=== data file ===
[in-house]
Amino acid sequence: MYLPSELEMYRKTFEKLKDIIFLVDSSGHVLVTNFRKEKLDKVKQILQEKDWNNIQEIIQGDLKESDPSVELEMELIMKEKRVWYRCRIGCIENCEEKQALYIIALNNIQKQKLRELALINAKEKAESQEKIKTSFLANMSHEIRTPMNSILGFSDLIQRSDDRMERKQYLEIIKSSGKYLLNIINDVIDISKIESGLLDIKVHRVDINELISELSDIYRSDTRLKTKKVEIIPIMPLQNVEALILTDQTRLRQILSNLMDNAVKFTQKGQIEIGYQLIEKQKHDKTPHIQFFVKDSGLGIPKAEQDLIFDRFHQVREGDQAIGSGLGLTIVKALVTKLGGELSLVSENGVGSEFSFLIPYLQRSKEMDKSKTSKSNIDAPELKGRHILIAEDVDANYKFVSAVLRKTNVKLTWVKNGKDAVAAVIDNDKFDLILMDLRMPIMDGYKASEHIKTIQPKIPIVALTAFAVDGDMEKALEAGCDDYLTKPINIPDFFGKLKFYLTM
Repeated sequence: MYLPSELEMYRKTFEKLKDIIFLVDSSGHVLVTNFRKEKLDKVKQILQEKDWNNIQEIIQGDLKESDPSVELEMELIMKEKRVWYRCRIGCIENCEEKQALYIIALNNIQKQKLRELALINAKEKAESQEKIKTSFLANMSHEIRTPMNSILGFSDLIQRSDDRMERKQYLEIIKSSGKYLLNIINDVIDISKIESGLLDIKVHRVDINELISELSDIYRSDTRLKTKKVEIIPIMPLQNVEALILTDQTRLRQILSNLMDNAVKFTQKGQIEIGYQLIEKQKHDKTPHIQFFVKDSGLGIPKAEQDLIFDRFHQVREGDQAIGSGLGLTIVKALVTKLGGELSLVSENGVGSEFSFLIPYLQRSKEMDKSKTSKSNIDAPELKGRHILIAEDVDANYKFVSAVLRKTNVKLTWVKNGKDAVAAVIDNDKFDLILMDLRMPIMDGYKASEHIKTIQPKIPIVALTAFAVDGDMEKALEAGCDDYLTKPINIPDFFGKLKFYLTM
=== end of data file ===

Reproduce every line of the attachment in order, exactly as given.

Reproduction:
[in-house]
Amino acid sequence: MYLPSELEMYRKTFEKLKDIIFLVDSSGHVLVTNFRKEKLDKVKQILQEKDWNNIQEIIQGDLKESDPSVELEMELIMKEKRVWYRCRIGCIENCEEKQALYIIALNNIQKQKLRELALINAKEKAESQEKIKTSFLANMSHEIRTPMNSILGFSDLIQRSDDRMERKQYLEIIKSSGKYLLNIINDVIDISKIESGLLDIKVHRVDINELISELSDIYRSDTRLKTKKVEIIPIMPLQNVEALILTDQTRLRQILSNLMDNAVKFTQKGQIEIGYQLIEKQKHDKTPHIQFFVKDSGLGIPKAEQDLIFDRFHQVREGDQAIGSGLGLTIVKALVTKLGGELSLVSENGVGSEFSFLIPYLQRSKEMDKSKTSKSNIDAPELKGRHILIAEDVDANYKFVSAVLRKTNVKLTWVKNGKDAVAAVIDNDKFDLILMDLRMPIMDGYKASEHIKTIQPKIPIVALTAFAVDGDMEKALEAGCDDYLTKPINIPDFFGKLKFYLTM
Repeated sequence: MYLPSELEMYRKTFEKLKDIIFLVDSSGHVLVTNFRKEKLDKVKQILQEKDWNNIQEIIQGDLKESDPSVELEMELIMKEKRVWYRCRIGCIENCEEKQALYIIALNNIQKQKLRELALINAKEKAESQEKIKTSFLANMSHEIRTPMNSILGFSDLIQRSDDRMERKQYLEIIKSSGKYLLNIINDVIDISKIESGLLDIKVHRVDINELISELSDIYRSDTRLKTKKVEIIPIMPLQNVEALILTDQTRLRQILSNLMDNAVKFTQKGQIEIGYQLIEKQKHDKTPHIQFFVKDSGLGIPKAEQDLIFDRFHQVREGDQAIGSGLGLTIVKALVTKLGGELSLVSENGVGSEFSFLIPYLQRSKEMDKSKTSKSNIDAPELKGRHILIAEDVDANYKFVSAVLRKTNVKLTWVKNGKDAVAAVIDNDKFDLILMDLRMPIMDGYKASEHIKTIQPKIPIVALTAFAVDGDMEKALEAGCDDYLTKPINIPDFFGKLKFYLTM